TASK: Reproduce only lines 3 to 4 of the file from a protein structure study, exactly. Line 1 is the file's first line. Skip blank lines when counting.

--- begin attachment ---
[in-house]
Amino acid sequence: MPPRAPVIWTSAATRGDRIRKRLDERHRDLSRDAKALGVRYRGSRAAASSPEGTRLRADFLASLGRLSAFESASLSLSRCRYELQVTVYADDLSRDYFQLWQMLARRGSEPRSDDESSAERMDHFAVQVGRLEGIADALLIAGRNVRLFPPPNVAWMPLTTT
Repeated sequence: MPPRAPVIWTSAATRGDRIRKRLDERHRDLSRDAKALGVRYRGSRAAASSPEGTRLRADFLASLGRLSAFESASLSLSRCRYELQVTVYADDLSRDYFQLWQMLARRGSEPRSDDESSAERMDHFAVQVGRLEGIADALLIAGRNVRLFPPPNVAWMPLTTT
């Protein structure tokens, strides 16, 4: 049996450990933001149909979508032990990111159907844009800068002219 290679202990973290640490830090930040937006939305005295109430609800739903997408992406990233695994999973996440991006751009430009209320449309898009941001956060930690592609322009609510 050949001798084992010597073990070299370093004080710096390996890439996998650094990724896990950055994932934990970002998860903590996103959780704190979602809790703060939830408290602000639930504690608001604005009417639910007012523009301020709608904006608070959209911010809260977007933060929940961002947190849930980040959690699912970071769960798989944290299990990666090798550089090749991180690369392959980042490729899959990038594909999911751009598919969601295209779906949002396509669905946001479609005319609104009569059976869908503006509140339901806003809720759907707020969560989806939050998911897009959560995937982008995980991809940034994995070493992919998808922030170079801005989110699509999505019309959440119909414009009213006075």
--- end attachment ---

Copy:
Repeated sequence: MPPRAPVIWTSAATRGDRIRKRLDERHRDLSRDAKALGVRYRGSRAAASSPEGTRLRADFLASLGRLSAFESASLSLSRCRYELQVTVYADDLSRDYFQLWQMLARRGSEPRSDDESSAERMDHFAVQVGRLEGIADALLIAGRNVRLFPPPNVAWMPLTTT
């Protein structure tokens, strides 16, 4: 049996450990933001149909979508032990990111159907844009800068002219 290679202990973290640490830090930040937006939305005295109430609800739903997408992406990233695994999973996440991006751009430009209320449309898009941001956060930690592609322009609510 050949001798084992010597073990070299370093004080710096390996890439996998650094990724896990950055994932934990970002998860903590996103959780704190979602809790703060939830408290602000639930504690608001604005009417639910007012523009301020709608904006608070959209911010809260977007933060929940961002947190849930980040959690699912970071769960798989944290299990990666090798550089090749991180690369392959980042490729899959990038594909999911751009598919969601295209779906949002396509669905946001479609005319609104009569059976869908503006509140339901806003809720759907707020969560989806939050998911897009959560995937982008995980991809940034994995070493992919998808922030170079801005989110699509999505019309959440119909414009009213006075």